🌟 🌟 🌟 🌟

This book is evidently not aimed at me or my peers, however, I still managed to enjoy the fun, face-paced storytelling and my previous experience with the Super Sons filled in a lot of information gaps that a younger reader is unlikely to notice, but as a more mature reader added another level of humour. I will say for older readers (13+?) that this book will hold very little in terms of an in-depth intro to Super Sons because it is very surface l
K Whatsherface
Mar 24, 2019 rated it it was ok
Shelves: comics
This review has been hidden because it contains spoilers. To view it, click here.
Angela Blount
An alternate reality take on the Super Sons series, featuring the middle-school aged offspring of Batman and Superman. When "climate disruption" threatens coastal cities, both boys are displaced. And with their fathers busy off trying to save the planet in their own ways, they get caught somewhere between school bullies and investigating the source of a mysterious virus outbreak.

What I Liked:

I did enjoy the artwork. The coloring was vibrant and the use of shadow gave it a vaguely cell-shaded a
Nov 25, 2020 rated it liked it  ·  review of another edition
It was a fun book, focusing on Jon and Ian, kids of Superman and Batman, it tells the tale that when climate change happens and the coastal cities of Metropolis get flooded, its upto Superman and Batman to go find some dust particles near Mars and cover up the earth in order to act as a barrier. Circumstances happens and Jon and Ian have to move to the city of Wyndemere. This all takes place in a country named Coleumbria. Its fun. So gradually you have Jon and Ian meet and they clash, both havin ...more
This is a take on the sons of Superman and Batman that have nothing to do with other takes on the pair. The author admits that they have no idea who Jon Kent and Damien Wayne are, and so he just wrote his own version.

Which would work if the story made some sense, but it doesn't. So, you get characters that aren't like any other version of themselves.

And you get a strange story where Superman has to take a spaceship to get to mars, to get mars dust, or something to cool off the planet, by puttin
Steven Wilson
Nov 10, 2019 rated it it was ok
Disappointing. I’ve never read anything by Mr. Pearson before, but I’m surprised that a bestselling author and a Fulbright Fellow would script such awkward, ungrammatical dialogue. I’m also surprised that someone who admits to having no prior knowledge of the DC universe would be contracted to write a series about the sons of their two most famous characters. Jon Kent comes off as hot-headed and of only average intelligence. “Ian” (ugh!) Wayne is a displaced character from Spencer’s MORNING GLOR ...more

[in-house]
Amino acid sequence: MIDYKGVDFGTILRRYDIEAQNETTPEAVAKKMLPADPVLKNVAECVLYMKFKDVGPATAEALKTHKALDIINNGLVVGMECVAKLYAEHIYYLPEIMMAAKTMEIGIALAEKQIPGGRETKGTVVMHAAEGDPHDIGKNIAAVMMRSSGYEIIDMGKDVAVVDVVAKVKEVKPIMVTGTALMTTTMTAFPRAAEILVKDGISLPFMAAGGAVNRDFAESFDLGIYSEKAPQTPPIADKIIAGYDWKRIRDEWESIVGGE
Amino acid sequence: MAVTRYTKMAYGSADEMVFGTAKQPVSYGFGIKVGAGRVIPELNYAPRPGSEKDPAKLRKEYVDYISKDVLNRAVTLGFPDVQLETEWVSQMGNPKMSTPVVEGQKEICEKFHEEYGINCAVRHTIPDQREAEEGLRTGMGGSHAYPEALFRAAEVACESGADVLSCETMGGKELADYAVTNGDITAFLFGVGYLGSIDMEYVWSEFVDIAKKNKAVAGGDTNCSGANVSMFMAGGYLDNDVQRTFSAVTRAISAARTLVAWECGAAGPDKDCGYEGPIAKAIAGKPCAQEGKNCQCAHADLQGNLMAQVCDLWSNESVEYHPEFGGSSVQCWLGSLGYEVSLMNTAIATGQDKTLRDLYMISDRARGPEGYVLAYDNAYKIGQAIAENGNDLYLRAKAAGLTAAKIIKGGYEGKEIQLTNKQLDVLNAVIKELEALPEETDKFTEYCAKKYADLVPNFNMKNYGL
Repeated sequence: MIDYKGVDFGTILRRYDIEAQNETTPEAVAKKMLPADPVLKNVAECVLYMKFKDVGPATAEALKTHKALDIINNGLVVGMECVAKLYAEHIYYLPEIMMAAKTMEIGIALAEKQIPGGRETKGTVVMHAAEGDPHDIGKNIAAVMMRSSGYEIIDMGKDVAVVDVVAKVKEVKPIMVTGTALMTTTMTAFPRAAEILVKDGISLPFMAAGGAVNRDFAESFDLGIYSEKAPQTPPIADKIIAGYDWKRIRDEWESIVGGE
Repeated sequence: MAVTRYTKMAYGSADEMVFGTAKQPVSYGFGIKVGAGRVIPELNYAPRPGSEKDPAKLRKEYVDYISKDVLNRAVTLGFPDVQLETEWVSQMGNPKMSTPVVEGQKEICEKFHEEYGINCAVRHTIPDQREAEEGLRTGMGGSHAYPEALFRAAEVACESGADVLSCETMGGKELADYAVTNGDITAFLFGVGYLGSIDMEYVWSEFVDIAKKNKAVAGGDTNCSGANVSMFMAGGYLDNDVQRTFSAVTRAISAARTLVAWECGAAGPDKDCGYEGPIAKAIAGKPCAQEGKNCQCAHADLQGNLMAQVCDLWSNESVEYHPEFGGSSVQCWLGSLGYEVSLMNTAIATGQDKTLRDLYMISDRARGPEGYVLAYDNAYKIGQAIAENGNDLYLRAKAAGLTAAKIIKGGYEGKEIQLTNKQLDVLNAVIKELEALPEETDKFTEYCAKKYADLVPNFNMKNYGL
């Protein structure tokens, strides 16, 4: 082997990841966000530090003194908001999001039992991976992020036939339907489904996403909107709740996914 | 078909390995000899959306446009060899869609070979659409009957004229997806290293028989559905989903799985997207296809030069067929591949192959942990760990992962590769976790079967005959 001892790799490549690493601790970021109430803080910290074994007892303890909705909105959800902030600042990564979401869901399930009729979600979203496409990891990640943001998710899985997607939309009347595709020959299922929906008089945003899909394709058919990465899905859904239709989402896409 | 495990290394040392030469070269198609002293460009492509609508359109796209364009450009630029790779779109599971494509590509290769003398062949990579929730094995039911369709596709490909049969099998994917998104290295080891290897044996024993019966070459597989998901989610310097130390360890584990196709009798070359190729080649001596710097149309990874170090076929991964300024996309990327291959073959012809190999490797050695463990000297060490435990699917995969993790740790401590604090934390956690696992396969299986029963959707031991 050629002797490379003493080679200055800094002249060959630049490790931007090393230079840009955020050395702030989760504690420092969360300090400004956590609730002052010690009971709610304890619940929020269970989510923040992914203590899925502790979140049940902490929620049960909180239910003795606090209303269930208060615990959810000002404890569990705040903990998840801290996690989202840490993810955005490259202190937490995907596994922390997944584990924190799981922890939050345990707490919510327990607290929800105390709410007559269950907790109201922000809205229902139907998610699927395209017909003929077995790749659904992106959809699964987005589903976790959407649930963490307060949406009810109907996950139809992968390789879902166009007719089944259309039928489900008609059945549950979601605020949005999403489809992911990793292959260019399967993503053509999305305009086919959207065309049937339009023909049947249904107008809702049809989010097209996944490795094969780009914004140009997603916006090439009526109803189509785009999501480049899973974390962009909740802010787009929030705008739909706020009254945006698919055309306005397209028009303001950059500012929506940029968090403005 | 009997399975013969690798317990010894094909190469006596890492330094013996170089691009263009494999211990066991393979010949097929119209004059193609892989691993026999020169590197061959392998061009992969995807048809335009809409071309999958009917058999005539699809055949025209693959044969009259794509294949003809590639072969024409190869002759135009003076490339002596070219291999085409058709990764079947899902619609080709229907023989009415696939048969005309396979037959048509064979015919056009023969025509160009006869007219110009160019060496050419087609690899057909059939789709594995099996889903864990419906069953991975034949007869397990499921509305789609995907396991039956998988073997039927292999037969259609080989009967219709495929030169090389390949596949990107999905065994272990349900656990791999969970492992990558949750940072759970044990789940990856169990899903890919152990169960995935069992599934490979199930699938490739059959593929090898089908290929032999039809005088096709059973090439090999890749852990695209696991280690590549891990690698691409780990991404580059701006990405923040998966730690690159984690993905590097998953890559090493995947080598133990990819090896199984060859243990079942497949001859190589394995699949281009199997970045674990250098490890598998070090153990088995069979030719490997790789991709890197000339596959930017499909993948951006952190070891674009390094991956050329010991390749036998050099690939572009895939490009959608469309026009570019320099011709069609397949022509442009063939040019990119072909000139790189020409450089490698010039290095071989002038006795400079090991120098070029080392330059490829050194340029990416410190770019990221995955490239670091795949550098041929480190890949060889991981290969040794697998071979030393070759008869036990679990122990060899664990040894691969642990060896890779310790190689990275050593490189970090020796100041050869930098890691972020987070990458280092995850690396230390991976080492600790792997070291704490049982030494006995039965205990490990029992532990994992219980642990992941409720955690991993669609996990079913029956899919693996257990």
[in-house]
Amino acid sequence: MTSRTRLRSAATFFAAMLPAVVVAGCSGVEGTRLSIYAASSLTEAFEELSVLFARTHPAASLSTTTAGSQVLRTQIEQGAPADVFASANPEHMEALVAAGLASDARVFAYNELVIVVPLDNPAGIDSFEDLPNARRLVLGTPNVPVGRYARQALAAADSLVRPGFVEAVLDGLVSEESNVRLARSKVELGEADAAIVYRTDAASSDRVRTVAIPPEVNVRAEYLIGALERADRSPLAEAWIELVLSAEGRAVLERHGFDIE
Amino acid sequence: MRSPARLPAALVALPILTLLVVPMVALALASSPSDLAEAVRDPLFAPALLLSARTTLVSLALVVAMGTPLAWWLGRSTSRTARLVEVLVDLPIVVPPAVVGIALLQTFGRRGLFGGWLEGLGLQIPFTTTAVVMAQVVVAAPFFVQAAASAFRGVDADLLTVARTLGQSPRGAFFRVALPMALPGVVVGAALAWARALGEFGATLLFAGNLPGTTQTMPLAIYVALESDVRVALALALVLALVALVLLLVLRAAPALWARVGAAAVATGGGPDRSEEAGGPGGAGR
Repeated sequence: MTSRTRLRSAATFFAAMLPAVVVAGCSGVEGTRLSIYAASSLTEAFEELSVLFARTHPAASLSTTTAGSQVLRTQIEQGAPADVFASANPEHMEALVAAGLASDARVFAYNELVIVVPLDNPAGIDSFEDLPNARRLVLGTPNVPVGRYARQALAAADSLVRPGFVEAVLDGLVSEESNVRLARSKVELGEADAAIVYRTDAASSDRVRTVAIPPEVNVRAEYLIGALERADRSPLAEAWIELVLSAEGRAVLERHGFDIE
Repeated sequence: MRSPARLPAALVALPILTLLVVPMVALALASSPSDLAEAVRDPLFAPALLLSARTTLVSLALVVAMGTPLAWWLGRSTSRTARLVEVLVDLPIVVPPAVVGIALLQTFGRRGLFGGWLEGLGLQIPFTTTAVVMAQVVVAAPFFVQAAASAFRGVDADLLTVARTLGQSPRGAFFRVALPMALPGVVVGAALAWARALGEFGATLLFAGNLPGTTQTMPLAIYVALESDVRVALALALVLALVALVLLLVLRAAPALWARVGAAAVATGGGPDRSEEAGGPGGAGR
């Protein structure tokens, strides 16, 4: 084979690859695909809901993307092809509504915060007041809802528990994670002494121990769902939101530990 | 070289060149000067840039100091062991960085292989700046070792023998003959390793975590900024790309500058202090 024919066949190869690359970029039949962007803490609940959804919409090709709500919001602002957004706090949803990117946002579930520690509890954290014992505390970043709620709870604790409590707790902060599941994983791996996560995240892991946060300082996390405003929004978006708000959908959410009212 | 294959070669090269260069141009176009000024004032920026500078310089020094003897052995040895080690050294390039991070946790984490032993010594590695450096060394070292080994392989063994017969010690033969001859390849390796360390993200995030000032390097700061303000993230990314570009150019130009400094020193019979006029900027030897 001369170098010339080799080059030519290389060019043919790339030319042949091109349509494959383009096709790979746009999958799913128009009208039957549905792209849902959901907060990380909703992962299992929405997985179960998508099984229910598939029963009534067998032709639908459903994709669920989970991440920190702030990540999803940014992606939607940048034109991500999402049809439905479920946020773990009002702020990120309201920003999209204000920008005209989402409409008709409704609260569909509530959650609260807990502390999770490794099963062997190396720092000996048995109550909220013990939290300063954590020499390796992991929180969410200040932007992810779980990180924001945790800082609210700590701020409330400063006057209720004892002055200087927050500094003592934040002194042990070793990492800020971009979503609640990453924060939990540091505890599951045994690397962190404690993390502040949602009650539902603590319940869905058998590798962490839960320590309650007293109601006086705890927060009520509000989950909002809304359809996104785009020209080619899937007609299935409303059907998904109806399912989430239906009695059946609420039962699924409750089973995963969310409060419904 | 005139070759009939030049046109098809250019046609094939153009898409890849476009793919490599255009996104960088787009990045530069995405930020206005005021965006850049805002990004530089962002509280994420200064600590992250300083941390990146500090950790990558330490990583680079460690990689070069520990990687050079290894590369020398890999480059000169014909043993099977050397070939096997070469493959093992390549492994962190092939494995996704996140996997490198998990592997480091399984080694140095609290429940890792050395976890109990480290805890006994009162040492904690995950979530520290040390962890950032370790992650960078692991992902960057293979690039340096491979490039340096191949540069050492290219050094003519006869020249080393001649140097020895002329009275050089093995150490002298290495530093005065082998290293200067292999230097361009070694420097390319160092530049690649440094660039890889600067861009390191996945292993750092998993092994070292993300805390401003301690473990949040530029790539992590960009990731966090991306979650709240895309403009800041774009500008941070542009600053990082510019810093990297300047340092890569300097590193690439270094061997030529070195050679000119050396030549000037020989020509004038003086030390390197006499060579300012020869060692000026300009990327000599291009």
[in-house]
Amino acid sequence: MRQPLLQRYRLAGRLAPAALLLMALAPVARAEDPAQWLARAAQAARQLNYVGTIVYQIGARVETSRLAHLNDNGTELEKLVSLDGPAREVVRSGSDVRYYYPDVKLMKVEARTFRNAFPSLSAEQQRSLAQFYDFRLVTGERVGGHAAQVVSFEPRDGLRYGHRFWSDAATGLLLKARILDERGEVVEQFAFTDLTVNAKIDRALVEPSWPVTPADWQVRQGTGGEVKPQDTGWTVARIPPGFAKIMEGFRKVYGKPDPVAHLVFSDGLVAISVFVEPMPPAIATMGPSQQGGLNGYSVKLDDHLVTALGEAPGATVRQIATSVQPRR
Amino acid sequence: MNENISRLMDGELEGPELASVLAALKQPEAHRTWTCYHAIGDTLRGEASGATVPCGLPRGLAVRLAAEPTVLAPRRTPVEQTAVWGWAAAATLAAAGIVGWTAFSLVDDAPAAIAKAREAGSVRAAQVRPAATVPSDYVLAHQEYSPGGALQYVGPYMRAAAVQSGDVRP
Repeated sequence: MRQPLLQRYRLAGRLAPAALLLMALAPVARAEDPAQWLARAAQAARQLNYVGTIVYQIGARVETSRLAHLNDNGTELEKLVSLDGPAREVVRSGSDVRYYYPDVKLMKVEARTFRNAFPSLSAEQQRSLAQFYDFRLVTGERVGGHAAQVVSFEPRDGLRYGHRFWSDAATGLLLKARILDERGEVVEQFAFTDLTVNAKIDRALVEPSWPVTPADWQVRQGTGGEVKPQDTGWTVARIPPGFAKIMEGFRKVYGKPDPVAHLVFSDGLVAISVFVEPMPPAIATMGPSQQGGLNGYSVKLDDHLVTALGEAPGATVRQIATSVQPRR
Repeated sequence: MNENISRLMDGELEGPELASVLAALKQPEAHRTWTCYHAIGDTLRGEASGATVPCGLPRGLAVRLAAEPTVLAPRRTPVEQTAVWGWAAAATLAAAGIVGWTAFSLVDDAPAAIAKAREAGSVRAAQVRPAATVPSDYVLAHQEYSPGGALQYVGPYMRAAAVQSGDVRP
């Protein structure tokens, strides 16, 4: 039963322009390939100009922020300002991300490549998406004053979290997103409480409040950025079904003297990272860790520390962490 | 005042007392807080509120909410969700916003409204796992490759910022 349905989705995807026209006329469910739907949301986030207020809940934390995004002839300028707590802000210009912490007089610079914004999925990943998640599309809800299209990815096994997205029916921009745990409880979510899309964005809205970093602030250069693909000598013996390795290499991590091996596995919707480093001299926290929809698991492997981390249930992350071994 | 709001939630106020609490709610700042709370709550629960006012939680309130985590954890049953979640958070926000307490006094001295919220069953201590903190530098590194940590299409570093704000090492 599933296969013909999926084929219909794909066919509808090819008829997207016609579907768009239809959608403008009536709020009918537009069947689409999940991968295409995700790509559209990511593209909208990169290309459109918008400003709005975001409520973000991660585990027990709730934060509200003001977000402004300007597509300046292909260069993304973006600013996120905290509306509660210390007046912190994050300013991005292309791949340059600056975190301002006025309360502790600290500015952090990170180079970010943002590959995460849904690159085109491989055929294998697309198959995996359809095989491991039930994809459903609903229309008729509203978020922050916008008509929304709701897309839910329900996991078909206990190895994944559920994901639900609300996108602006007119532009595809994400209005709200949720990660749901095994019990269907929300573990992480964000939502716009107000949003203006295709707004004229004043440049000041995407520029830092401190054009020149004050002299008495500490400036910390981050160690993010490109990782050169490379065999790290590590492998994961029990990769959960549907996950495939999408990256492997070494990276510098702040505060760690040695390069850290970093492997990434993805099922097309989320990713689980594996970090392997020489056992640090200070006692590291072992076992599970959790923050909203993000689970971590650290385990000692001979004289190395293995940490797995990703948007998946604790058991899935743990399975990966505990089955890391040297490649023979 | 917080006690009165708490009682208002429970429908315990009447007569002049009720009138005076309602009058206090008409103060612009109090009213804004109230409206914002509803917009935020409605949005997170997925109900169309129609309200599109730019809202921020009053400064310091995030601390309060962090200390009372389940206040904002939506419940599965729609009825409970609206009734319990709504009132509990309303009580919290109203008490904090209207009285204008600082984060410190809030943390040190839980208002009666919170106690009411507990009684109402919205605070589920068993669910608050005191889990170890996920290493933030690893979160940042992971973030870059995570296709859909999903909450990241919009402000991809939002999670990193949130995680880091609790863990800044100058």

Elizabeth Gold
Apr 13, 2019 rated it did not like it  ·  review of another edition
I wasn't a fan of how story was done, it had it's moments that were entertaining, but all together wasn't my favorite thing that DC has published. (And also why? I'm sorry but if you're going to use iconic characters like Damian oh I mean 'Ian' Wayne and Jon Kent you better live up to the standers of how they were originally created. I can handle a little of the whitewashing of Damian but not to the point of where the one with Arabic genes looks very similar to (me) with Irish genes.) ...more
Ms. Yingling
E ARC from Netgalley

In a slightly distant future, the sons of Superman and Batman are dealing with a world that has a lot of problems. The polar ice caps are melting, and the cities along the coasts are flooding and uninhabitable, despite the efforst of the Wayne Corporation to install flood walls. There is a plan to install a shield of dust over the ice caps, and Superman is recruited, so must spend time away from his family. Jon Kent and his mother relocate inland (as does the Daily Planet), w
Kaitlyn Francis
Apr 17, 2019 rated it it was amazing
this was amazing review to come
Nov 22, 2018 rated it liked it  ·  review of another edition
I loved the art but felt that the story didn't really have any resolution. Even knowing that this is the start of a series, I expected that there would be at least some sense of an ending, but the lack of any real conclusion made this feel more like an opening chapter than an opening volume. ...more
Pop Bop
Nov 16, 2018 rated it it was ok
Shelves: reviewed
The high interest/low reading level approach, (I am assuming this was on purpose), didn't work very well with the haphazard and random plot. Bland and blocky illustration didn't help. ...more
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Ridley Pearson is the author of more than fifty novels, including the New York Times bestseller Killer Weekend; the Lou Boldt crime series; and many books for young readers, including the award-winning children's novels Peter and the Starcatchers, Peter and the Shadow Thieves, and Peter and the Secret of Rundoon, which he cowrote with Dave Barry. Pearson lives with his wife and two daughters, divi ...more